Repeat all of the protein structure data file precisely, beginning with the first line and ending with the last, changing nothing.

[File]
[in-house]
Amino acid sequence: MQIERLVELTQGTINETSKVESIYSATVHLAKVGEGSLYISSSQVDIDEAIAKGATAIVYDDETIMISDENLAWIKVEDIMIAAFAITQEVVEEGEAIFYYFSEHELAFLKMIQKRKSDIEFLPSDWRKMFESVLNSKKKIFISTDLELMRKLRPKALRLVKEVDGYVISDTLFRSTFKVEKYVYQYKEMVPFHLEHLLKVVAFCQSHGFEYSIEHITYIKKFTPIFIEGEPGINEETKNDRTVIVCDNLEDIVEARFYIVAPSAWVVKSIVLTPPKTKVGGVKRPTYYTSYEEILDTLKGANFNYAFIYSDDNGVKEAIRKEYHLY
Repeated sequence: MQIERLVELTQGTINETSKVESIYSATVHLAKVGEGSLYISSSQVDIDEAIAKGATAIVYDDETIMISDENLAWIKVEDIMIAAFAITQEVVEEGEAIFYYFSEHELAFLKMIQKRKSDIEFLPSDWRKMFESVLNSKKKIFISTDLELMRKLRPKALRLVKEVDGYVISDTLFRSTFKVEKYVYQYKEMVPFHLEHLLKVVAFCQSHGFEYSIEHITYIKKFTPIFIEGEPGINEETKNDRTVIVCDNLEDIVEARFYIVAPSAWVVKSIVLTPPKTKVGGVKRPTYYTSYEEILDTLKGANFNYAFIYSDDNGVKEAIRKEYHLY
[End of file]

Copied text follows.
[in-house]
Amino acid sequence: MQIERLVELTQGTINETSKVESIYSATVHLAKVGEGSLYISSSQVDIDEAIAKGATAIVYDDETIMISDENLAWIKVEDIMIAAFAITQEVVEEGEAIFYYFSEHELAFLKMIQKRKSDIEFLPSDWRKMFESVLNSKKKIFISTDLELMRKLRPKALRLVKEVDGYVISDTLFRSTFKVEKYVYQYKEMVPFHLEHLLKVVAFCQSHGFEYSIEHITYIKKFTPIFIEGEPGINEETKNDRTVIVCDNLEDIVEARFYIVAPSAWVVKSIVLTPPKTKVGGVKRPTYYTSYEEILDTLKGANFNYAFIYSDDNGVKEAIRKEYHLY
Repeated sequence: MQIERLVELTQGTINETSKVESIYSATVHLAKVGEGSLYISSSQVDIDEAIAKGATAIVYDDETIMISDENLAWIKVEDIMIAAFAITQEVVEEGEAIFYYFSEHELAFLKMIQKRKSDIEFLPSDWRKMFESVLNSKKKIFISTDLELMRKLRPKALRLVKEVDGYVISDTLFRSTFKVEKYVYQYKEMVPFHLEHLLKVVAFCQSHGFEYSIEHITYIKKFTPIFIEGEPGINEETKNDRTVIVCDNLEDIVEARFYIVAPSAWVVKSIVLTPPKTKVGGVKRPTYYTSYEEILDTLKGANFNYAFIYSDDNGVKEAIRKEYHLY